“I think that all brands were a little scared of whether the Chinese market would accept the lingerie product,” says Fabrizio Malverdi, the newly-appointed chief executive officer of Agent Provocateur. Since entering the market in 2013, the British high-end lingerie brand has rolled out seven stores in Mainland China and one in Hong Kong, and is currently seeing double-digit growth across the region. “It’s over performing the [global] market,” he says.


“We are not differentiating the assortment we have in China compared to our stores in the US or in Europe,” says Malverdi, a luxury veteran who previously served as head of Dior Homme and president and chief executive officer of Givenchy Couture. Between Chinese and Western lingerie consumers, he says, “There is no real difference in terms of shopping. The real difference is that [Chinese consumers] do not come to buy one piece — they really come to spend three hours in the store and to buy the entire look.”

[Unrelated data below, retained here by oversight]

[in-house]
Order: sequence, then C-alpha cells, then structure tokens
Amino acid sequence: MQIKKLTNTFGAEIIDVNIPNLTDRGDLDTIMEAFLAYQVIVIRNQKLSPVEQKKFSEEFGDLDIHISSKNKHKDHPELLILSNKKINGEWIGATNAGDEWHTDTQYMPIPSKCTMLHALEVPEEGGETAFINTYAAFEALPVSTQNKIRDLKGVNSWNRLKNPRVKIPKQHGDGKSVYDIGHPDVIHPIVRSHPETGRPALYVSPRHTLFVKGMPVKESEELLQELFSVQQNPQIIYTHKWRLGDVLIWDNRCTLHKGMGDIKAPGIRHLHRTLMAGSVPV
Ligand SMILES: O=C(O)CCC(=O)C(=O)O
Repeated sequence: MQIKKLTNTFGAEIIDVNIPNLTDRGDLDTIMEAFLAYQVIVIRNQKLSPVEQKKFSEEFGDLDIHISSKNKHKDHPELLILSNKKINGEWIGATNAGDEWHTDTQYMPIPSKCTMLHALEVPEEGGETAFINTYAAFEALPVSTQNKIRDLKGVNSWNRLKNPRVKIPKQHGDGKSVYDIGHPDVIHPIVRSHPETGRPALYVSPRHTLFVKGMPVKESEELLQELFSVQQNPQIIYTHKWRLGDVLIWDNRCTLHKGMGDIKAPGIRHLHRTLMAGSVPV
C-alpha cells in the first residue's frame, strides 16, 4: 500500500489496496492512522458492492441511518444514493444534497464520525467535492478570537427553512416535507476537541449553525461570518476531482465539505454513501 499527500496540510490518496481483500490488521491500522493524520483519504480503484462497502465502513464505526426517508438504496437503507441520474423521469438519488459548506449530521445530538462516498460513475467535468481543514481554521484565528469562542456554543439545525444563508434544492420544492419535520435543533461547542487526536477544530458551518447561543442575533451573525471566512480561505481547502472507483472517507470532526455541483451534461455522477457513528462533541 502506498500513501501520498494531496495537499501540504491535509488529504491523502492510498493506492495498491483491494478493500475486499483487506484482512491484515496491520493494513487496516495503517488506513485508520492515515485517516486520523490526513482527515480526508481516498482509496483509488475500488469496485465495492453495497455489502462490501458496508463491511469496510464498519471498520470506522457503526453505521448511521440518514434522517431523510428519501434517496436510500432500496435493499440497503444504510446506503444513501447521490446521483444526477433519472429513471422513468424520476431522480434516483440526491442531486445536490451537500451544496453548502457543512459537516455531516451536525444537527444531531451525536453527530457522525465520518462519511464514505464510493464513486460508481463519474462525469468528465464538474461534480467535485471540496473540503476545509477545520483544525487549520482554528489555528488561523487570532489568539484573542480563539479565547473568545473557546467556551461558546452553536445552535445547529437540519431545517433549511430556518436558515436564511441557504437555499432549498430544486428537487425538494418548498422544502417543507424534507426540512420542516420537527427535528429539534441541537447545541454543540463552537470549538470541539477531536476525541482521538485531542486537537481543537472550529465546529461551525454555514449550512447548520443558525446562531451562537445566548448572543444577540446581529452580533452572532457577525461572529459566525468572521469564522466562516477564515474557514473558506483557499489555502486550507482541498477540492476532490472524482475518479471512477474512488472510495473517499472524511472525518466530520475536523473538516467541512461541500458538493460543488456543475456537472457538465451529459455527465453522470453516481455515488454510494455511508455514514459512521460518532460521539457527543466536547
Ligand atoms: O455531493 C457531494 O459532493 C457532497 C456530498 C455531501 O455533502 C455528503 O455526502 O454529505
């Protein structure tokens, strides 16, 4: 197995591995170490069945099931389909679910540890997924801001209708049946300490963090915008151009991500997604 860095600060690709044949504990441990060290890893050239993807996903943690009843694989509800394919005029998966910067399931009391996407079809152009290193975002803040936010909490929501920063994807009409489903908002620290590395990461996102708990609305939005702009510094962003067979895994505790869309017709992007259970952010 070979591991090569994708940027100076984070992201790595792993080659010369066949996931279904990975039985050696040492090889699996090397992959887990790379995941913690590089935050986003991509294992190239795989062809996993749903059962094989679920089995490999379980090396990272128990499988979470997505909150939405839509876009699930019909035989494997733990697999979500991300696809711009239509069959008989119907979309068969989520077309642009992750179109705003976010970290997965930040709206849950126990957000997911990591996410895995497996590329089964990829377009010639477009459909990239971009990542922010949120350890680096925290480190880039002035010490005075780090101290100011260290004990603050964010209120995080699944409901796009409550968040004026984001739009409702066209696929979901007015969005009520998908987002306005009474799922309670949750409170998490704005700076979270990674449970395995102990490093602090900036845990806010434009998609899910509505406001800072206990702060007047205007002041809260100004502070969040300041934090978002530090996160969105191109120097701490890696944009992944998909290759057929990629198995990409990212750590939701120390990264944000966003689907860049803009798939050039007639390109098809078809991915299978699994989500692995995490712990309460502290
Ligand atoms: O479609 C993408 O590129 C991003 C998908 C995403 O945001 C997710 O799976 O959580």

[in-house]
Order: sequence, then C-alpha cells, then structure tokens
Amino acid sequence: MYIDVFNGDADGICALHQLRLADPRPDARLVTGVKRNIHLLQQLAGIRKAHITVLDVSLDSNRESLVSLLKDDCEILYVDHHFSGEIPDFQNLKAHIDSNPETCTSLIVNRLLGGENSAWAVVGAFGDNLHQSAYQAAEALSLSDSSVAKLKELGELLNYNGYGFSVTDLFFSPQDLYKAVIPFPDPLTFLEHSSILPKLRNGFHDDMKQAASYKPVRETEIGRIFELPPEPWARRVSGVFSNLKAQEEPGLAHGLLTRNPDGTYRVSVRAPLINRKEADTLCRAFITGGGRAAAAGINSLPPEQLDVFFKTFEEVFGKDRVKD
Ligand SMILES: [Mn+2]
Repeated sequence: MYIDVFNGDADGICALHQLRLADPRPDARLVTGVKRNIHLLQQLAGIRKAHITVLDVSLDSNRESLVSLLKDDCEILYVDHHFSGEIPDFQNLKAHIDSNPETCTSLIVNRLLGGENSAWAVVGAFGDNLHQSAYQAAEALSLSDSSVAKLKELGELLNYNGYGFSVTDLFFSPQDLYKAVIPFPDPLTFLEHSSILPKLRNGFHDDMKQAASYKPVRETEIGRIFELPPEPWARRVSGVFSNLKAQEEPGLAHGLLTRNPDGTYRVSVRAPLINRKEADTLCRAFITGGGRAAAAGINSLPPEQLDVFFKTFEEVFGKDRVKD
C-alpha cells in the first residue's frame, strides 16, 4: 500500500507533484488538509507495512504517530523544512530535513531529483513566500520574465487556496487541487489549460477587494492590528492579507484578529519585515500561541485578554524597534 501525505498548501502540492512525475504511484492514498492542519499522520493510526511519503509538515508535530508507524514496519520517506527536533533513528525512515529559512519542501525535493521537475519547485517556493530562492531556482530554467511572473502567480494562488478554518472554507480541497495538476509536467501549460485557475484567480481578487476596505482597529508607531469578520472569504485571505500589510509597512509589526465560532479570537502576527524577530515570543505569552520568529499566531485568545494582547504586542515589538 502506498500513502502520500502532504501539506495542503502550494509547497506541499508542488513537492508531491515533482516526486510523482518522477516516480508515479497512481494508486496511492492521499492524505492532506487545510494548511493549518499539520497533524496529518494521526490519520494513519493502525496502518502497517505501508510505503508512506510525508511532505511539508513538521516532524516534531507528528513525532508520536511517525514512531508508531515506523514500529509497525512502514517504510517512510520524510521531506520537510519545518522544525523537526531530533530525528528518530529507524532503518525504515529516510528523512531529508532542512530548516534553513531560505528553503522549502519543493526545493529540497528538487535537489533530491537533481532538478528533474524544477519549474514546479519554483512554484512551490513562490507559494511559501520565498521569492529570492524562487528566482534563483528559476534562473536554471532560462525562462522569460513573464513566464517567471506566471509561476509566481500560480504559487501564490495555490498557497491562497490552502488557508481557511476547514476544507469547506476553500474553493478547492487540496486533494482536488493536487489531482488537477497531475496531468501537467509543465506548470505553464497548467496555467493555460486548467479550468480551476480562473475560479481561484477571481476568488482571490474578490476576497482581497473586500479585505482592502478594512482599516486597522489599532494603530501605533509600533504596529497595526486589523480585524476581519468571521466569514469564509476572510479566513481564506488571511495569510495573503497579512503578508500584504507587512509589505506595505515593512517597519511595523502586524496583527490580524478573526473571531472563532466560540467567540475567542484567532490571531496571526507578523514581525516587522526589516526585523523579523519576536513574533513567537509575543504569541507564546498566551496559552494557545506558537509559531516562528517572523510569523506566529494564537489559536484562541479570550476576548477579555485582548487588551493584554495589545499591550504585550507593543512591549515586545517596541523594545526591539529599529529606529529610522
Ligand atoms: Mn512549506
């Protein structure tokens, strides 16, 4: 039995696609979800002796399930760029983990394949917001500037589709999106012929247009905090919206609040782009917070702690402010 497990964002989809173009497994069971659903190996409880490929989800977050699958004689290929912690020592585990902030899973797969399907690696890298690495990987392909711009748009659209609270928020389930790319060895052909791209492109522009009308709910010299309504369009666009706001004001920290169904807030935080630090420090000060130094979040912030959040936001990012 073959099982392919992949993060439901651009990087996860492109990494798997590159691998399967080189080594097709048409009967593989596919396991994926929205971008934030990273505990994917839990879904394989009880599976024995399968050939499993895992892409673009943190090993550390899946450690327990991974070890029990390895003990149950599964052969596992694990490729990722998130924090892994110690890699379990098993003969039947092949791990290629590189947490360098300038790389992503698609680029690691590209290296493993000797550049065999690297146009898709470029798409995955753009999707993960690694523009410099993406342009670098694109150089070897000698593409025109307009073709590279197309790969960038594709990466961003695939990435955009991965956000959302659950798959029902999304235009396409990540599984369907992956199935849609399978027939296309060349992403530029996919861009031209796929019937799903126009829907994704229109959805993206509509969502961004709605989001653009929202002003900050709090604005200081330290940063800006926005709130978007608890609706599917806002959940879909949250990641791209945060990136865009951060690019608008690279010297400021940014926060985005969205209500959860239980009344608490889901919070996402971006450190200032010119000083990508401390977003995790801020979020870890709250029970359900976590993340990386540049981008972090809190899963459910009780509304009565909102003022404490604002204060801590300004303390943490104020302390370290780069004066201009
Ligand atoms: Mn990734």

A few years ago, Chinese consumers favoured visible, logo-heavy luxury goods like handbags or watches over discreet high-end items like lingerie. But maturing consumers tastes are eroding the appeal of flashy luxury products. The government's corruption crackdown may also have worked in lingerie brands' favour, by making it less acceptable to be seen sporting designer goods. High-end items like La Perla's $1,400 sheer bodysuits and Agent Provocateur's $900 lace corsets fit the bill for consumers who want to indulge in luxury goods but not overdress.